Conflicts over the value, meaning, and efficacy of vaccination as a preventive practice suggest that vaccination resistance stages disagreement within modern biological citizenship. This paper explores how immunity circulates in both vaccination controversy and biopolitical philosophies. Two positions—one characterized by somatic individualism, flexible bodies, reflexive approaches to knowledge, and the idea of the immune system as “the essential relation the body has with its vulnerability,” and another characterized by the immunitary paradigm, biosecurity, trust in expert systems, and vaccination—emerge. Understanding that oppositional relation can reframe public understanding of vaccine skepticism and public health responses to it.

The views, opinions and positions expressed by these authors and blogs are theirs and do not necessarily represent that of the Bioethics Research Library and Kennedy Institute of Ethics or Georgetown University.

Bioethics Blogs

Diagnostic dilemmas: When potentially transient preexisting diagnoses confer chronic harm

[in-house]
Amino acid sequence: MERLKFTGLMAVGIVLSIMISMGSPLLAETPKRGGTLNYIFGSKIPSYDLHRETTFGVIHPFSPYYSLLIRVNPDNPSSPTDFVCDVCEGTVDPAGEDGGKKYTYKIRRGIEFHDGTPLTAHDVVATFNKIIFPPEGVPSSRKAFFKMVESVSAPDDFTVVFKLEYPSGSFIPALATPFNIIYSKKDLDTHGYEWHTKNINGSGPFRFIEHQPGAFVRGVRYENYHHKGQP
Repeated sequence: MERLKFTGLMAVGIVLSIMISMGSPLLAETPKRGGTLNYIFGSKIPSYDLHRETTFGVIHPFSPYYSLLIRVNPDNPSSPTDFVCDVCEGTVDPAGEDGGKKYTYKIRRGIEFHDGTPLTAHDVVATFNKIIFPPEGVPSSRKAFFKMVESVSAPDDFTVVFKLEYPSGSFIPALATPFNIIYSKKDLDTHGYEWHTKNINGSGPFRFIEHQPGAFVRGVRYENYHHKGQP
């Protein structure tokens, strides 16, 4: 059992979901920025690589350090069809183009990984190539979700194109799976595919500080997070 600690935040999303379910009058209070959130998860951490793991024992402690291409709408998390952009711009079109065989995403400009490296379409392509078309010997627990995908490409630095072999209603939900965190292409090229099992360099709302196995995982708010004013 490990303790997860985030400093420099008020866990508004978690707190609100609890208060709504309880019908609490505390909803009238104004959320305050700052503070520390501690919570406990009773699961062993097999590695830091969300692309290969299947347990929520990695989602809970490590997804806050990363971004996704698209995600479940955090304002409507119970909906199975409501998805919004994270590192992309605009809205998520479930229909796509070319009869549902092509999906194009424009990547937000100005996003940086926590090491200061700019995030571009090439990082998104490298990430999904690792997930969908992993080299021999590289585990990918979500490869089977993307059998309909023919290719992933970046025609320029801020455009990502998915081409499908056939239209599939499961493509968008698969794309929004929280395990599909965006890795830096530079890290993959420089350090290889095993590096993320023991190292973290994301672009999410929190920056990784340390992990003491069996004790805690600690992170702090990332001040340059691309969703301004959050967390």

By Elaine Walker
Elaine Walker is the Charles Howard Candler Professor of Psychology and Neuroscience at Emory University.   She leads a research laboratory that is funded by the National Institute of Mental Health (NIMH) to study risk factors for psychosis and other serious mental illnesses.  Her research is focused on the behavioral and neuromaturational changes that precede psychotic disorders.   She has published over 300 scientific articles and 6 books. 
The diagnostic process can be complicated by many factors. Most of these factors reflect limitations in our scientific understanding of the nature and course of disorders. But in the current US healthcare climate, legislative proposals concerning insurance coverage for preexisting conditions add another layer of complexity to the diagnostic process. It is a layer of complexity that is riddled with ethical dilemmas which are especially salient in the field of mental health care. The following discussion addresses the interplay between medical practice and health-care system policy in the diagnostic process. The diagnosis of psychiatric disorders is emphasized because they present unique challenges [1].